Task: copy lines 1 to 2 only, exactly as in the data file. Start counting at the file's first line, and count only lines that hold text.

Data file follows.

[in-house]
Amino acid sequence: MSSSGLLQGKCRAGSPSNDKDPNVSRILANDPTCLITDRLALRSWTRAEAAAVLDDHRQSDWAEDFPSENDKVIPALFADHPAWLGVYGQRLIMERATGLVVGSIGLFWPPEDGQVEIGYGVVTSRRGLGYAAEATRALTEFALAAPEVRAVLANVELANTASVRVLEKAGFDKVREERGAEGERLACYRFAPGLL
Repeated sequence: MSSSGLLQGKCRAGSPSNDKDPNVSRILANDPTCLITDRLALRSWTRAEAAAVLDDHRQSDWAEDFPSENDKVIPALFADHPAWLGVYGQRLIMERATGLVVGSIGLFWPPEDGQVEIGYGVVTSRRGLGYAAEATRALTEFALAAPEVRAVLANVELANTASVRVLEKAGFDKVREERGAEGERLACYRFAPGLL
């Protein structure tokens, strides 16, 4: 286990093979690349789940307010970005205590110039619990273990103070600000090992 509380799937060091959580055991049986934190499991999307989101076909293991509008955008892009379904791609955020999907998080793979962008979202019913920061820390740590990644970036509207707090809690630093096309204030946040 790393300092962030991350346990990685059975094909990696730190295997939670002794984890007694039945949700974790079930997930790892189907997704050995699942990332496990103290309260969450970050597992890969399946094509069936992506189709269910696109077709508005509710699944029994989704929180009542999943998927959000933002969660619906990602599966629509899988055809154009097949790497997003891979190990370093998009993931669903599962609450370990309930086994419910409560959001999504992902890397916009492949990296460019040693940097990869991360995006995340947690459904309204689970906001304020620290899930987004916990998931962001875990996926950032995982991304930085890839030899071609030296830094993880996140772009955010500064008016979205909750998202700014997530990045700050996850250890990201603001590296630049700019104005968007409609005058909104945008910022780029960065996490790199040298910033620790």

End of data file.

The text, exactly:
[in-house]
Amino acid sequence: MSSSGLLQGKCRAGSPSNDKDPNVSRILANDPTCLITDRLALRSWTRAEAAAVLDDHRQSDWAEDFPSENDKVIPALFADHPAWLGVYGQRLIMERATGLVVGSIGLFWPPEDGQVEIGYGVVTSRRGLGYAAEATRALTEFALAAPEVRAVLANVELANTASVRVLEKAGFDKVREERGAEGERLACYRFAPGLL